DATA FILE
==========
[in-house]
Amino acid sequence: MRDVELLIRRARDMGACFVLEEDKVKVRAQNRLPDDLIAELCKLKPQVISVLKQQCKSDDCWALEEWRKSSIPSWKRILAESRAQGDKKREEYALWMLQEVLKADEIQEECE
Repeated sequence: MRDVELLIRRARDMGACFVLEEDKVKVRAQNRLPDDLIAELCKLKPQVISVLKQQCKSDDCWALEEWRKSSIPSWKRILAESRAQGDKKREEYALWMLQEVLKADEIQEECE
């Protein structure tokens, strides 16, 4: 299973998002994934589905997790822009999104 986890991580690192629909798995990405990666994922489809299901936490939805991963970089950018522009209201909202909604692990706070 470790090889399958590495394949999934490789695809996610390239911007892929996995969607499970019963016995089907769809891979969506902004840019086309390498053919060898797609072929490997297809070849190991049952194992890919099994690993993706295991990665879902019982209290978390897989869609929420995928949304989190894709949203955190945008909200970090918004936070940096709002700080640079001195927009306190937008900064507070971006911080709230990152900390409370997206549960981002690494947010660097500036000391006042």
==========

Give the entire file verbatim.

[in-house]
Amino acid sequence: MRDVELLIRRARDMGACFVLEEDKVKVRAQNRLPDDLIAELCKLKPQVISVLKQQCKSDDCWALEEWRKSSIPSWKRILAESRAQGDKKREEYALWMLQEVLKADEIQEECE
Repeated sequence: MRDVELLIRRARDMGACFVLEEDKVKVRAQNRLPDDLIAELCKLKPQVISVLKQQCKSDDCWALEEWRKSSIPSWKRILAESRAQGDKKREEYALWMLQEVLKADEIQEECE
């Protein structure tokens, strides 16, 4: 299973998002994934589905997790822009999104 986890991580690192629909798995990405990666994922489809299901936490939805991963970089950018522009209201909202909604692990706070 470790090889399958590495394949999934490789695809996610390239911007892929996995969607499970019963016995089907769809891979969506902004840019086309390498053919060898797609072929490997297809070849190991049952194992890919099994690993993706295991990665879902019982209290978390897989869609929420995928949304989190894709949203955190945008909200970090918004936070940096709002700080640079001195927009306190937008900064507070971006911080709230990152900390409370997206549960981002690494947010660097500036000391006042």